The more your content incorporates effective keywords or key phrases, the higher up it will appear on search results pages. There are other contributing factors as well, including the overall quality of the content, backlinks, social media connections and so forth. SEO is the amalgamation of all these passive techniques that put your website near the top of search results pages where more potential customers choose from to find the information that they seek. In fact, there are five good reasons why your small business should be incorporating search engine optimisation techniques.

1) The enormous use of Search.

For consumers, search engines are the modern day version of the Yellow Pages. Once upon a time if you needed to find a local plumber, dentist or carpet clear you‟d use the Yellow Pages. Nowadays the go to‟ to find anything is search – on a computer, mobile or tablet. So if this how consumers are finding businesses, as a business owner you MUST consider search in your marketing mix.

2) SEO brings customers to you.

Outbound marketing efforts can be expensive and challenging. So it’s an attractive proposition for any business to have customers come to you instead. SEO is perhaps the most efficient means of attracting new customers to your website since the people who are guided there through your SEO efforts are already interested.

3) Build up your business brand.

Good brand awareness helps your small business achieve greater sales in the long run. Effective SEO techniques keep your content near the top of search results pages, resulting in greater, overall brand awareness that pays off.

4) Raise conversion rates.

Because SEO techniques are relatively simple to employ with mobile devices such as smartphones and tablets, you can speed up the process where people find you and make purchases. This is because an SEO optimised site is built to be fast and clean, making it more likely to convert those who come to your site into customers.

5) Create a better, customer friendly website.

The use of proper SEO techniques means that your small business website will become cleaner, faster, easier to navigate and overall more user-friendly. This is very important to potential customers who find you through search results pages. By having a simple, attractive website that is easy to navigate, you generate more sales from your customers.

By Karen Godfrey

JIVE offers a free marketing consultation which includes:

  • An evaluation of current marketing activity.
  • 45 minute phone meeting to discuss.
  • Expert advice and recommended next steps to generate more leads and sales.

Click here to register for Jive’s free marketing consultation.

About JIVE Marketing & Communications
JIVE Marketing & Communications is an independent consultancy dedicated to small business owned and run by Karen Godfrey, a marketing communications professional with over 18 years experience. With experience in above and below-the-line marketing communications, Karen’s clients have primarily been FMCG and Retail companies. She has worked with some of the world’s leading advertising agencies in Australia and the UK, on key consumer brands – such as Yoplait, Holeproof, Sainsbury’s, Twinings and Barbie – and is now keen to assist local brands and companies with their marketing communications. JIVE’s mission is to offer affordable smart marketing to small businesses.For more information about how SEO can help your small business, you can visit our website. We offer smart marketing services that don’t break the bank.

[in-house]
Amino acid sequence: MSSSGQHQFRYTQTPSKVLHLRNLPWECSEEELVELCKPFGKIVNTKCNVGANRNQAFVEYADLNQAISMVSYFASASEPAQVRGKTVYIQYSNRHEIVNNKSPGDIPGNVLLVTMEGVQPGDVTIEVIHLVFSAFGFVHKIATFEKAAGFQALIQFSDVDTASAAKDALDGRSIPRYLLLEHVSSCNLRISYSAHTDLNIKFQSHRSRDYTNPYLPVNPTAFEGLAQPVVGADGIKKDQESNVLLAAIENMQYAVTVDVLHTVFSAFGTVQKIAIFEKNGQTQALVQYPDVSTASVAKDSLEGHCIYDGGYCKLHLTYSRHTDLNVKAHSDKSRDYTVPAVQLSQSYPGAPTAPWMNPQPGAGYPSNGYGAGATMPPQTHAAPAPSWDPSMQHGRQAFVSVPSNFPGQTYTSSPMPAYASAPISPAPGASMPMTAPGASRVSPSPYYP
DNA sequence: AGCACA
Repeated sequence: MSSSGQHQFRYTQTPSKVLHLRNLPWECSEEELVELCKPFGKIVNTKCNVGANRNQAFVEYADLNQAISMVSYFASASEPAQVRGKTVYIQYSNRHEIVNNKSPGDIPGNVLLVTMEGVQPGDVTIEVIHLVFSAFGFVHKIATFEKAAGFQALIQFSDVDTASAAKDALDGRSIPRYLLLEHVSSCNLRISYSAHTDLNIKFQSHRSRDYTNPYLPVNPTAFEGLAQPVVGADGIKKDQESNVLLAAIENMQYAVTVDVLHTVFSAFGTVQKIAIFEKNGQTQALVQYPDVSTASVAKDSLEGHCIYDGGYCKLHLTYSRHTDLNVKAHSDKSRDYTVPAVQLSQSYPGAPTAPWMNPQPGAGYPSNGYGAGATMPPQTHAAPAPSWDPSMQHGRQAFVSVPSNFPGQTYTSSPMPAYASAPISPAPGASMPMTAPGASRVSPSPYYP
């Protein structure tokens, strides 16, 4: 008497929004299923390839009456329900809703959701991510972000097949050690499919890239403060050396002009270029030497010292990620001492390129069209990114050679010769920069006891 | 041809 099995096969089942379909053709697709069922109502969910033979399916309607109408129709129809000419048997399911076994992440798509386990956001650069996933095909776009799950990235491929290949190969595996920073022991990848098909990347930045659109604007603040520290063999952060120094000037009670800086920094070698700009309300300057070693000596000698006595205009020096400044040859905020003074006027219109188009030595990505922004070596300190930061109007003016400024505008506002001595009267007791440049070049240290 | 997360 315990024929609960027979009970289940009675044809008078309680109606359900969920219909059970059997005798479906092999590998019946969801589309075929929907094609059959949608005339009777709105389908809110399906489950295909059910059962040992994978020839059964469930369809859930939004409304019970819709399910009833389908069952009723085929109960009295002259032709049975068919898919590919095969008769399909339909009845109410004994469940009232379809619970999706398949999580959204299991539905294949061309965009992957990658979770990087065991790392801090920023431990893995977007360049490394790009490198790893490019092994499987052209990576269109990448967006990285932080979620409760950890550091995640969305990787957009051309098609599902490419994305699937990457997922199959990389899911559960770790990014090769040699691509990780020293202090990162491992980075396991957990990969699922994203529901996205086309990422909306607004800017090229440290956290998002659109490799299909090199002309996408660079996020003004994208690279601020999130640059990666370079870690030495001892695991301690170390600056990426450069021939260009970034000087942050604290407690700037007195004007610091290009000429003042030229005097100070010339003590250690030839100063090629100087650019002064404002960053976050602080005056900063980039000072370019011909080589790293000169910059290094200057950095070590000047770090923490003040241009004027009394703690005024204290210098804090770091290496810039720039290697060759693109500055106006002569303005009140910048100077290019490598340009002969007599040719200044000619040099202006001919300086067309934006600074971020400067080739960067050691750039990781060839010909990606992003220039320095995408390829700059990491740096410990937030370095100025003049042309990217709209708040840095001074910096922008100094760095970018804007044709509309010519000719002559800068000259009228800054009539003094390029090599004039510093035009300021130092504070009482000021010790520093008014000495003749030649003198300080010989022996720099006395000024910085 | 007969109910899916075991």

In her previous post, Janie Bartlett CEO of My Best Friend is a Bag spoke about starting up an online business in the fashion industry. This second post focuses on using social media to make your brand BIG and more practical start-up tips.

Leaders in Heels: What are your the most important learnings from using social media as a marketing tool?

Janie Bartlett: For an online business it’s all about Social Media Marketing. I use Facebook, Twitter, Pinterest, Instagram and YouTube. I have been spreading my efforts across all touchpoints but have also discovered the following for a new online business.

  1. The importance of SEO – My wonderful sister Lindsay Lewis is an SEO consultant based in Sydney. She optimised my website and has been my SEO advisor.
  2. Facebook – I have realised the importance of Facebook and have just hired a Facebook Specialist company to really get this happening for me. My plan is to not only get my Business page ‘Like” numbers up but to really improve my engagement levels. Once both of these numbers have improved, I will explore Facebook as a shopping channel as well as my website store.